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NONCARRIER OPERATIONS Our noncarrier subsidiaries engage principally in the leasing or sale of rail property and equipment; the development of commercial real estate; telecommunications; and the acquisition, leasing, and management of coal, oil, gas and minerals.  In 2016, no such noncarrier subsidiary or industry segment grouping of noncarrier subsidiaries met the requirements for a reportable business segment under relevant authoritative accounting guidance. 
 
RAILWAY PROPERTY
 
Our railroad infrastructure makes us capital intensive with net property of approximately $30 billion on a historical cost basis.

Property Additions Property additions for the past five years were as follows:
 
2016
 
2015
 
2014
 
2013
 
2012
 
($ in millions)
 
 
 
 
 
 
 
 
 
 
Road and other property
$
1,292

 
$
1,514

 
$
1,406

 
$
1,421

 
$
1,465

Equipment
595

 
658

 
712

 
550

 
776

Delaware & Hudson acquisition

 
213

 

 

 

 
 
 
 
 
 
 
 
 
 
Total
$
1,887

 
$
2,385

 
$
2,118

 
$
1,971

 
$
2,241


Our capital spending and replacement programs are and have been designed to assure the ability to provide safe, efficient, and reliable rail transportation services.  For 2017, we have budgeted $1.9 billion of property additions. See further discussion of our planned capital spending and replacement programs in Part II, Item 7, “Management’s Discussion and Analysis of Financial Condition and Results of Operations,” under the subheading “Financial Condition, Liquidity, and Capital Resources.”
 


K 7


Equipment At December 31, 2016, we owned or leased the following units of equipment:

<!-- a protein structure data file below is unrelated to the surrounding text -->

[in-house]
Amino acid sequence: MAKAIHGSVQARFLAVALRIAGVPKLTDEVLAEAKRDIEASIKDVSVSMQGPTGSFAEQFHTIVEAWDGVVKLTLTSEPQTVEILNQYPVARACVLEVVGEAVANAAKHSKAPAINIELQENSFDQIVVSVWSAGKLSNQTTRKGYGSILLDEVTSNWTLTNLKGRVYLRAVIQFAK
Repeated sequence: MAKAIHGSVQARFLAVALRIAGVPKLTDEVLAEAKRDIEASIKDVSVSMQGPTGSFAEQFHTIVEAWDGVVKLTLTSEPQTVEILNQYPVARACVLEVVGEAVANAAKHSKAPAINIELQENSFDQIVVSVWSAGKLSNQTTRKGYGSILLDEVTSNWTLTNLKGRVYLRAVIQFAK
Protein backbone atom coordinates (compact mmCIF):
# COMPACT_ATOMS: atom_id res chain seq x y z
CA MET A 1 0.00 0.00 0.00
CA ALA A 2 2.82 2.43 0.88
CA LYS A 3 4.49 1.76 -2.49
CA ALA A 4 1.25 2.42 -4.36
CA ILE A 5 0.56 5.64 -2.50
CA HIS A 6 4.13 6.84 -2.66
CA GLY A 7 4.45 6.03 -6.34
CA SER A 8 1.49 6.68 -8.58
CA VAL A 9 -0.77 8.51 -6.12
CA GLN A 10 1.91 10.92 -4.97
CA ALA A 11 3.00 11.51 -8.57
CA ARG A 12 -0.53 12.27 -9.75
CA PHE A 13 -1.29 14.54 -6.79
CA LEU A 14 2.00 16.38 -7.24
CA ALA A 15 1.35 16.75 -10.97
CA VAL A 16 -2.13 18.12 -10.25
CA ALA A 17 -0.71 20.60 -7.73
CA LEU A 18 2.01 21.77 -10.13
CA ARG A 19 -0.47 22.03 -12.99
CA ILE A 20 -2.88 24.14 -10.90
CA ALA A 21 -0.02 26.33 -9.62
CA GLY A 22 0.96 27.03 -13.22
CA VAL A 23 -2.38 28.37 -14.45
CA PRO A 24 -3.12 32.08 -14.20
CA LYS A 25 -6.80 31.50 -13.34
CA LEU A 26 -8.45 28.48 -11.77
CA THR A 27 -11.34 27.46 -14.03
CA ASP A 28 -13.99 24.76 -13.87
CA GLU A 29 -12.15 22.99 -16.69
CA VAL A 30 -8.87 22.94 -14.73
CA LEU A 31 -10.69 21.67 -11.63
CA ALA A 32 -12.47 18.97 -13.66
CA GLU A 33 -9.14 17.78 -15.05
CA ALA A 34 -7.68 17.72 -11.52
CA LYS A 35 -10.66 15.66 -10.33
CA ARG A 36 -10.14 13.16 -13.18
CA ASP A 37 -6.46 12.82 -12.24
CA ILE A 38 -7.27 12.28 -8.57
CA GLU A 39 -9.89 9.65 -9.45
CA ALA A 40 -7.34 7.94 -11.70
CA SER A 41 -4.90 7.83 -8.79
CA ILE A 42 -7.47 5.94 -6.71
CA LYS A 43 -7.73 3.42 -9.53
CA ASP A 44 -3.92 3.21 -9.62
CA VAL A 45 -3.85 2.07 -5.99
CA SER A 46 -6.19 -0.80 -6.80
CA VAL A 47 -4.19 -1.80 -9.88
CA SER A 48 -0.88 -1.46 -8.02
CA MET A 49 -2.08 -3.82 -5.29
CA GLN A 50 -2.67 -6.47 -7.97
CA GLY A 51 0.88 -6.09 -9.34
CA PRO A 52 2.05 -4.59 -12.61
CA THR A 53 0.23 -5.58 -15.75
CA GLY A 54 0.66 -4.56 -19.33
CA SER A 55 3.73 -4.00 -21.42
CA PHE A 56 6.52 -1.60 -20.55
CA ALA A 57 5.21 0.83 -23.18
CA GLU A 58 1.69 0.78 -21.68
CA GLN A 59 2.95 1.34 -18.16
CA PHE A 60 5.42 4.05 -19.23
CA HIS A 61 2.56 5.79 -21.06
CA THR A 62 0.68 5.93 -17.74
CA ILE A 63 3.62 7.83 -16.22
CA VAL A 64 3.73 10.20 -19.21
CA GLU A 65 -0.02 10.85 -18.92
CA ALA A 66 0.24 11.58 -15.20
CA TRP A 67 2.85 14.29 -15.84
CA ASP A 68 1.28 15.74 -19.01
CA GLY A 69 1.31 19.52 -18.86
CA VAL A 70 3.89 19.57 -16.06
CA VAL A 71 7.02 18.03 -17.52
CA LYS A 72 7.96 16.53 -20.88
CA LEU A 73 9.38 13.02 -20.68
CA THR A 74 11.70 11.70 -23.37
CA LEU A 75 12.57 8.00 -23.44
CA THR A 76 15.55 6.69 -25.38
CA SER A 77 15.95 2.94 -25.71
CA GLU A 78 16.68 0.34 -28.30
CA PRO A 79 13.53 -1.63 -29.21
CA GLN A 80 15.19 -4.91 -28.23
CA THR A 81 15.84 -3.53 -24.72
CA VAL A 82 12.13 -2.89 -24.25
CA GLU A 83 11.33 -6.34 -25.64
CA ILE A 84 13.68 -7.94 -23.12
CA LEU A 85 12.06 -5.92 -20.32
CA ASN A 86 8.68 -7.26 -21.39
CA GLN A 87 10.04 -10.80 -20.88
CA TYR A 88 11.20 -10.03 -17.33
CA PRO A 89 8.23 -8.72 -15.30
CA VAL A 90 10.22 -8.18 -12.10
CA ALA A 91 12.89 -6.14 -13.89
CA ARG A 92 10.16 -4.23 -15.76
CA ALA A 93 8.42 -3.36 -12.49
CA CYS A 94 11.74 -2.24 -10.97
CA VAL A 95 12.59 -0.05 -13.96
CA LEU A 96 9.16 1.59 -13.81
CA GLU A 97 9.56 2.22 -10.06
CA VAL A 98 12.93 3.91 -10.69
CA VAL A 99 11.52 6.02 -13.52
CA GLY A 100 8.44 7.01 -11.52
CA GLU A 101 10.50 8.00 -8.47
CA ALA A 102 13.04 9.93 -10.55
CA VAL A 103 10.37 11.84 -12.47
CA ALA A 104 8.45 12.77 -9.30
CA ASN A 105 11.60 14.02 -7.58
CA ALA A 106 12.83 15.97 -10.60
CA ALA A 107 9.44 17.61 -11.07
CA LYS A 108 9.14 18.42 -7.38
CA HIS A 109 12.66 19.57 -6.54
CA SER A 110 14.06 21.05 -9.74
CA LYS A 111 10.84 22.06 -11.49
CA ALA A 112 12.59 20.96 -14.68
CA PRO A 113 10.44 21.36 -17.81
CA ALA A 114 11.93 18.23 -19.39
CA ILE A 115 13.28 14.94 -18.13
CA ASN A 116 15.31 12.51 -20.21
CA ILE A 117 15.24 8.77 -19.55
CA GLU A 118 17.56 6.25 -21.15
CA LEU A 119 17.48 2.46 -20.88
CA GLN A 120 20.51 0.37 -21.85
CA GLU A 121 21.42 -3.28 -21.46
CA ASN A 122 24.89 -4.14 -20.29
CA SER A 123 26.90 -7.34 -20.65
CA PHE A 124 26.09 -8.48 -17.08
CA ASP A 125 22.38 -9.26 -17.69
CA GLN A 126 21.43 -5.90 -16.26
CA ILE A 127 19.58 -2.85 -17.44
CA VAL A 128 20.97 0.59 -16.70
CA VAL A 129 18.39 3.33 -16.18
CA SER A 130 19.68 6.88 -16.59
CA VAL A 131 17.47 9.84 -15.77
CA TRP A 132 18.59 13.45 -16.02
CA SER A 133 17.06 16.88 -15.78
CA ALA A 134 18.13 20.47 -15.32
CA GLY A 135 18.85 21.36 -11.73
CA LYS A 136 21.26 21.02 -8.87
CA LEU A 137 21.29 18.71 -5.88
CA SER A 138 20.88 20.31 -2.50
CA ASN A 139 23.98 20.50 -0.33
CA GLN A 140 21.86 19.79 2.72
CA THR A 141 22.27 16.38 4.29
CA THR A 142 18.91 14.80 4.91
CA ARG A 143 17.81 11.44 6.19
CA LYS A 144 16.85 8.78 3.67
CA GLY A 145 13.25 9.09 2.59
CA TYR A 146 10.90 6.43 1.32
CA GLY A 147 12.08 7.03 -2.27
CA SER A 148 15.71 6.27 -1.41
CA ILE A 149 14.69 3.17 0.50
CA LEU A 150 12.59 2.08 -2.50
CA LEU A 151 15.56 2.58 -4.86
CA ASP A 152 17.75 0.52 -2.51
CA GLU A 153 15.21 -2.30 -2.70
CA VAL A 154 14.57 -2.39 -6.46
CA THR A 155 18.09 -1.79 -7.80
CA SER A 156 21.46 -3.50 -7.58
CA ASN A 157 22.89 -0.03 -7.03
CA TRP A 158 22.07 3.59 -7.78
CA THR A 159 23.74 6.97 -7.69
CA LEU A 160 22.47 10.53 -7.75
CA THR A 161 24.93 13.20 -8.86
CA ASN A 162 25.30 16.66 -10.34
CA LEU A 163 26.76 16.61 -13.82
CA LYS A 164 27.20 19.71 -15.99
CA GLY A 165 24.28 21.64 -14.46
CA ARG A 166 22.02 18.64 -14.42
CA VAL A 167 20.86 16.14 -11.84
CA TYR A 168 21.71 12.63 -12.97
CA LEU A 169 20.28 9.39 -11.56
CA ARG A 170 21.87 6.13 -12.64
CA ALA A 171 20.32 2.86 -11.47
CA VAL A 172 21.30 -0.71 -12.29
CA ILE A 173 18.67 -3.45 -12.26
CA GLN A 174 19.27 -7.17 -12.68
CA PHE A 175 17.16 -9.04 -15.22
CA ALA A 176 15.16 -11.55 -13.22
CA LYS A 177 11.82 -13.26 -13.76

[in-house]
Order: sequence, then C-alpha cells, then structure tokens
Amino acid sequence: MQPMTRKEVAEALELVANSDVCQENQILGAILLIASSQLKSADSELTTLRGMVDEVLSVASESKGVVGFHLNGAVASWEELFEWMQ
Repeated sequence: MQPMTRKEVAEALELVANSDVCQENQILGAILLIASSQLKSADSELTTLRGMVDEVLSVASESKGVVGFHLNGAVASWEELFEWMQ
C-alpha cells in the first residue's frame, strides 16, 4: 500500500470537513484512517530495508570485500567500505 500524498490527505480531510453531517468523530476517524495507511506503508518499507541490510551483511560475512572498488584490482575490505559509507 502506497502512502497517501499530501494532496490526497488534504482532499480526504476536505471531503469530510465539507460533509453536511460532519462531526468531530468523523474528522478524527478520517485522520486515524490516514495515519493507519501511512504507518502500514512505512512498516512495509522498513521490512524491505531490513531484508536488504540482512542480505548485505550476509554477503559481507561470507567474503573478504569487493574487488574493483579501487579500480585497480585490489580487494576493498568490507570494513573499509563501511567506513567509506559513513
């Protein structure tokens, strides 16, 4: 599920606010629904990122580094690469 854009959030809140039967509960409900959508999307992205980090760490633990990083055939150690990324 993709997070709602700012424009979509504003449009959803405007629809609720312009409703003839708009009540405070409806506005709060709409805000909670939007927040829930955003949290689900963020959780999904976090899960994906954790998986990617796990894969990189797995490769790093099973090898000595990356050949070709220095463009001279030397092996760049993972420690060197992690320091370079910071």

Owned
 
Leased
 
Total
 
Capacity of
Equipment
Locomotives:
 

 
 

 
 

 
(Horsepower)

Multiple purpose
4,041

 

 
4,041

 
15,215,400

Auxiliary units
172

 

 
172

 

Switching
55

 

 
55

 
82,050

 
 
 
 
 
 
 
 
Total locomotives
4,268

 

 
4,268

 
15,297,450

 
 
 
 
 
 
 
 
Freight cars:
 

 
 

 
 

 
(Tons)
Gondola
27,964

 
2,653

 
30,617

 
3,353,749

Hopper
12,042

 

 
12,042

 
1,352,882

Covered hopper
10,065

 
85

 
10,150

 
1,122,115

Box
9,997

 
1,362

 
11,359

 
964,680

Flat
1,900

 
1,485

 
3,385

 
325,861

Other
1,718

 
12

 
1,730

 
80,050

 
 
 
 
 
 
 
 
Total freight cars
63,686

 
5,597

 
69,283

 
7,199,337

 
 
 
 
 
 
 
 
Other:
 
 
 
 
 
 
 
Chassis
28,710

 

 
28,710

 
 
Containers
19,210

 
1,738

 
20,948

 
 
Work equipment
5,824

 
258

 
6,082

 
 
Vehicles
3,842

 

 
3,842

 
 
Miscellaneous
2,418

 
27

 
2,445

 
 
 
 
 
 
 
 
 
 
Total other
60,004

 
2,023

 
62,027

 
 
 
 
 
 
 
 
 
 
 


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The following table indicates the number and year built for locomotives and freight cars owned at December 31, 2016:
 
 
2016
 
2015
 
2014
 
2013
 
2012
 
2007-
2011
 
2002-
2006
 
2001 &
Before
 
Total
Locomotives:
 
 
 
 
 
 
 
 
 
 
 
 
 
 
 
 
 
No. of units
66
 
8
 
83
 
50
 
60
 
259

 
536

 
3,206

 
4,268

% of fleet
2
%
 
1
%
 
2
%
 
1
%
 
1
%
 
6
%
 
12
%
 
75
%
 
100
%
 
 
 
 
 
 
 
 
 
 
 
 
 
 
 
 
 
 
Freight cars:
 
 
 
 
 

 
 

 
 

 
 

 
 

 
 

 
 

No. of units
776

 
2,093

 
900

 

 
2,017

 
8,109

 
468

 
49,323

 
63,686

% of fleet
1
%
 
3
%
 
1
%
 
%
 
3
%
 
13
%
 
1
%
 
78
%
 
100
%

The following table shows the average age of our owned locomotive and freight car fleets at December 31, 2016, and information regarding 2016 retirements:
 
 
Locomotives
 
Freight Cars 
Average age – in service
24.1 years 
 
28.6 years 
Retirements
130 units 
 
7,894 units 
Average age – retired
37.2 years 
 
37.3 years 

Track Maintenance Of the approximately 35,600 total miles of track on which we operate, we are responsible for maintaining approximately 28,500 miles, with the remainder being operated under trackage rights from other parties responsible for maintenance.
 
Over 83% of the main line trackage (including first, second, third, and branch main tracks, all excluding rail operated pursuant to trackage rights) has rail ranging from 131 to 155 pounds per yard with the standard installation currently at 136 pounds per yard.  Approximately 43% of our lines, excluding rail operated pursuant to trackage rights, carried 20 million or more gross tons per track mile during 2016.